Find out more information about studentships at Coventry University before making your application to us.
Our Research Opportunities
Coventry University's research strategy is underpinned by a £250m investment in research, our estate and facilities. It also:
- enables our academics to apply fresh and original approaches to key research challenges
- informs their teaching
- provides opportunities for postgraduate students to participate in major research projects.
We offer fully-funded, self-funded and part-funded PhD studentships to outstanding applicants, many of which are within areas of research undertaken by our Research Centres and our industrial collaborations.
To find a PhD for you, search by topic/subject in the bar below or filter by research area/centre on the available drop-down box.
Time sensitive networking for Industrial Internet of Things
This project seeks to implement future industrial Time Sensitive Networking (TSN) network to incorporate Software Defined Networking (SDN) approach to provide innovative Quality of Service (QoS) algorithms and simplify the deployment of new forwarding strategies for specific applications.
Psychobiology of Religion and the Social Brain
The aim of this PhD project is to apply Robin Dunbar’s Social Brain Hypothesis to religious rituals and beliefs. The PhD candidate will investigate a variety of religious rituals, their relationship to social bonding, and the psychological and biological mechanisms that mediate this relationship.
Developing an autonomous cobot system for shared assembly task
The project seeks to develop an autonomous cobot system for shared assembly task completion and optimisation. The will involve extensive research within the field of AI with focus on reinforcement learning for developing “Learning from Demonstration” (LfD) capability and autonomy.
Innovation for Dementia Care: Evaluation of Digital Health and Wellbeing Apps in ‘Real-Life’ Living Labs
The project will explore the potential for digital innovations to improve health and wellbeing for a frail elderly population, including people living with dementia. Interventions will be evaluated in high-tech ‘living lab’ environments to assess whether they produce improvements in residents’ quality of life and enable better support provision by carers. Secondary outcomes measured will include positive impact on activities of daily living, improved cognition, and reduced health & care resource use.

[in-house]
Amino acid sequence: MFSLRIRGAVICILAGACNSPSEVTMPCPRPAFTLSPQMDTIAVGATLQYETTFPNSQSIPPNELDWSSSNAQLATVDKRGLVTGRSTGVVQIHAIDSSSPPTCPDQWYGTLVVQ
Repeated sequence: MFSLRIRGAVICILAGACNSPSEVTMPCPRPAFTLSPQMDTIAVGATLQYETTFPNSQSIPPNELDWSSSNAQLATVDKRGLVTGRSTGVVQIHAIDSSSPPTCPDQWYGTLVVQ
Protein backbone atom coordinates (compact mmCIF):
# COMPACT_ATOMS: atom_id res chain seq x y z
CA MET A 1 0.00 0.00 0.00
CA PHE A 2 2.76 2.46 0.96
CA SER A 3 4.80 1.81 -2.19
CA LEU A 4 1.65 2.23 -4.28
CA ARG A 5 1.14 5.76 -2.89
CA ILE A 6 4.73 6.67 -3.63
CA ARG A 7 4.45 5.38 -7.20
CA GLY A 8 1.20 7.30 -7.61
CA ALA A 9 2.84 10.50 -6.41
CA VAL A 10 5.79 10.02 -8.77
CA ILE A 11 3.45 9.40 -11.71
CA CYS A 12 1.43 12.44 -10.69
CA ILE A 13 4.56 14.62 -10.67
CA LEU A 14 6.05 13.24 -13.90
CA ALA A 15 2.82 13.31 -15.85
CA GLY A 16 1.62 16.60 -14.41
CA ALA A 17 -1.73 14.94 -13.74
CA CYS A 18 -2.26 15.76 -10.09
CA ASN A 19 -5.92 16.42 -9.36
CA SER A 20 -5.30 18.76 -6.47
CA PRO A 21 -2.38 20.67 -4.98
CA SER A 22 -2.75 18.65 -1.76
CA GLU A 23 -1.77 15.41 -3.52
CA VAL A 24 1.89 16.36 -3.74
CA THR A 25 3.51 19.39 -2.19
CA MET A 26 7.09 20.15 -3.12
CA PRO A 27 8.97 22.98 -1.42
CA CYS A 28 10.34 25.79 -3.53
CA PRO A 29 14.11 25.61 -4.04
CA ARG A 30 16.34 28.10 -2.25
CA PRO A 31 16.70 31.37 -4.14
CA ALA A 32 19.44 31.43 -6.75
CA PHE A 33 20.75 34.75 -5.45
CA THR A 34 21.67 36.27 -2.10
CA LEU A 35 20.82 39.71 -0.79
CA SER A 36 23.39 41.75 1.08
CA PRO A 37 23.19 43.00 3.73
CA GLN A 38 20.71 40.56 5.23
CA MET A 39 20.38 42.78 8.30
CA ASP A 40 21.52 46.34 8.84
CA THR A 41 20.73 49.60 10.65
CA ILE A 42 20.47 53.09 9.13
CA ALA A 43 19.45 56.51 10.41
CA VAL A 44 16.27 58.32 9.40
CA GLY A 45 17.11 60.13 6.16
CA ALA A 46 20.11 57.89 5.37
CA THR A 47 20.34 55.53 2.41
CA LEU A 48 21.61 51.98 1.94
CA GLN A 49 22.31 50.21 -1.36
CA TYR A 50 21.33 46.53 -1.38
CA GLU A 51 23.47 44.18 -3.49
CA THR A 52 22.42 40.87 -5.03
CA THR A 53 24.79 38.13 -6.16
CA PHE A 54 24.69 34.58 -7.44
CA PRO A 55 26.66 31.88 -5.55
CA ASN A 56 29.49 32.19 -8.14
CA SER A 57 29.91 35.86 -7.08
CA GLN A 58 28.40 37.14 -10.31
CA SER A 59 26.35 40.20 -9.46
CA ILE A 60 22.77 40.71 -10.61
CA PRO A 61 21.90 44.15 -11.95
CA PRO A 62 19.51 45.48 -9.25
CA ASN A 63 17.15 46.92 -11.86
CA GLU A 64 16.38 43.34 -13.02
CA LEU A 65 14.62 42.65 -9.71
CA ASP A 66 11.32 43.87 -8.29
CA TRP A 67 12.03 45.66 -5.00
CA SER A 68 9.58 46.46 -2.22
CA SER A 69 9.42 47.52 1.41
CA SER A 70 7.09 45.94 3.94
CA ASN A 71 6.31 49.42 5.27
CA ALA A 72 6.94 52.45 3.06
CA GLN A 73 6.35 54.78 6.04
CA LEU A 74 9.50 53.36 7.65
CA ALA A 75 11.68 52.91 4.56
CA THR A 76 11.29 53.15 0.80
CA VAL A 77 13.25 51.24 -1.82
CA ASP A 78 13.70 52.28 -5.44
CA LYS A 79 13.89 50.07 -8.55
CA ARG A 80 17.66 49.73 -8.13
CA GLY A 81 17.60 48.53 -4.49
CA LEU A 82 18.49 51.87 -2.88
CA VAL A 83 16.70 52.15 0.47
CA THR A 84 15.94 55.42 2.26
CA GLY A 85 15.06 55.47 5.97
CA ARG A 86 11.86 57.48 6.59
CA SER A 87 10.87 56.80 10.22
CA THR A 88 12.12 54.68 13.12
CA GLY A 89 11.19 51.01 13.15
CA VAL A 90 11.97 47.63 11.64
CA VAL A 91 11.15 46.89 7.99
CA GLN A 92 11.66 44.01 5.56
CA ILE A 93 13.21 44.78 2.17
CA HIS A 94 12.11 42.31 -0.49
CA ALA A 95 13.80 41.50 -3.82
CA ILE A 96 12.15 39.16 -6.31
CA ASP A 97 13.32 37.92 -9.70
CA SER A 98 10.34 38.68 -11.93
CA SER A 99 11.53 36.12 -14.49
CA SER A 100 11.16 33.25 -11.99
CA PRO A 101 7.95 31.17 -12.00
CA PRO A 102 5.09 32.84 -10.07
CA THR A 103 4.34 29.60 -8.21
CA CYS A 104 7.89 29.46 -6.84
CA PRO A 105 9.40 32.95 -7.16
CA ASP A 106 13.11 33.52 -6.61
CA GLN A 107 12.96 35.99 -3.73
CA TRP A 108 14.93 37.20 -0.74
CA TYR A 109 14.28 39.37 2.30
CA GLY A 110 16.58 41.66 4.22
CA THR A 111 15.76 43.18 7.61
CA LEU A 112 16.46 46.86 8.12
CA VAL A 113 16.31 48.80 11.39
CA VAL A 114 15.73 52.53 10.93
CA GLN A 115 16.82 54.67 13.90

Development of wearable technology to detect dehydration in older adults
This research will explore the feasibility and design of body worn devices to detect hydration levels and feed back information to care staff. The interdisciplinary project will involve working with older people and their carers to co-design, develop and evaluate suitable technology that is informative and acceptable to the end users.
Empathic approaches to the design of new service models for elders’ access to health care provision
Elders’ access to health care provision in the UK (and globally, e.g. in US) is problematic. The distributed nature of health care, complexity of illnesses associated with old age, and cutbacks in transport provision. Although the precise direction of the PhD will be based on the background and interests of the candidate, the overall aim will be to propose and test realistic and transferable transport solutions to improve the accessibility and health care experience of older patients.
Communities within communities - an eco-system to support ageing in place